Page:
Former ambassador teaches FAOs ‘Embassy 101’

By Patrick Bray
DLIFLC Public Affairs


 

Former ambassador to Fiji David Lyon spoke about embassy settings at the Joint Foreign Area Officer course Jan. 26. (Photo by Patrick Bray, DLIFLC Public Affairs)

MONTEREY, Calif. – The Defense Language Institute Foreign Language Center hosted the Joint Foreign Area Officer Course Jan. 25-29 at the Weckerling Center on the Presidio of Monterey, California.

FAOs, who come from the four branches of the U.S. military, are regionally focused and are considered experts on political-military issues. Once their FAO training is completed, they are expected to serve as defense attachés, security cooperation officers and political-military planners worldwide.

Former ambassador to Fiji David Lyon spoke about embassy settings Jan. 26, where FAOs will work with Foreign Service Officers together on a day-to-day basis to promote diplomacy and solve problems before they become disputes.

“In the field the most important relationship is between the ambassadors and the geographic combatant commanders,” said Lyon.

Former ambassador teaches FAOs ‘Embassy 101’

Former ambassador to Fiji David Lyon spoke about embassy settings at the Joint Foreign Area Officer course Jan. 26. (Photo by Patrick Bray, DLIFLC Public Affairs)

Ambassadors are appointed by the president, confirmed by the Senate and are the personal representatives of the President in a foreign state. All U.S. personnel in a country are under the direction of the ambassador except in a situation where a geographic combatant commander has jurisdiction over Defense personnel, such as U.S. Pacific or European Command.

The second most important person in an embassy is the deputy chief of mission and is the key adviser to the ambassador.

“FAOs live in both worlds (Department of State and Defense). You have to satisfy your immediate boss in the embassy and your home agency,” said Lyon.

Breaking down the staff structure of an embassy, Lyon informed the FAOs of who they will be working with when they arrive at their duty stations. U.S. embassies and consulates are made up of consular and management sections, political and economic sections, public diplomacy and public affairs sections, and regional security officers and U.S. Marine security guards. FAOs work with Foreign Service Officers and other officers from every section on any number of issues.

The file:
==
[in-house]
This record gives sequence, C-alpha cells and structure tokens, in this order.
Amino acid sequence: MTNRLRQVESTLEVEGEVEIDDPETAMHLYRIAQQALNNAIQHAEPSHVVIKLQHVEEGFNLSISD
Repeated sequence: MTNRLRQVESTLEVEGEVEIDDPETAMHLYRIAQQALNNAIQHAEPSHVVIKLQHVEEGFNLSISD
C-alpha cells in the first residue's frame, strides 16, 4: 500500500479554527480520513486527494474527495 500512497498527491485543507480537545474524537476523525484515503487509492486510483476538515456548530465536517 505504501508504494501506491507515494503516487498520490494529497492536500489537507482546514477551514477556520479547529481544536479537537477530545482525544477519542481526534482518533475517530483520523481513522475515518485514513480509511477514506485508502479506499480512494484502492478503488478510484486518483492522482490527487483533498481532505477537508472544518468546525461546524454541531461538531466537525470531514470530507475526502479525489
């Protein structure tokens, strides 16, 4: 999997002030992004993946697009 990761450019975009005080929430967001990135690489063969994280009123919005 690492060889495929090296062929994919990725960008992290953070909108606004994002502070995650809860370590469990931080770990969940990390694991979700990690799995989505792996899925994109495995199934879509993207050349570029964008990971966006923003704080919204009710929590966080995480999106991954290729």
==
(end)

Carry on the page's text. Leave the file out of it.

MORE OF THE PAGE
All of these sections work together combined with strategic planning to promote U.S. diplomacy abroad, but it is still difficult to plan for what could happen next in the world.

“Foreign affairs is too squishy. It’s so difficult to predict the future. If someone had predicted the Arab Spring we could’ve had more Arabic linguists and more Foreign Service Officers in those countries,” said Lyon.

“Foreign Service Officers, just like FAOs, sign up for service and adventure, but without the expectation of putting our lives in danger. I really want to commend you for what you do and your service,” said Lyon.

Lyon retired from the U.S. Foreign Service in 2005 following a 33-year career with the Department of State. His final posting was to Suva, Fiji, where he served as Ambassador to the Pacific Island countries of Fiji, Kiribati, Nauru, Tonga and Tuvalu.



Posted Date: 26 January 2016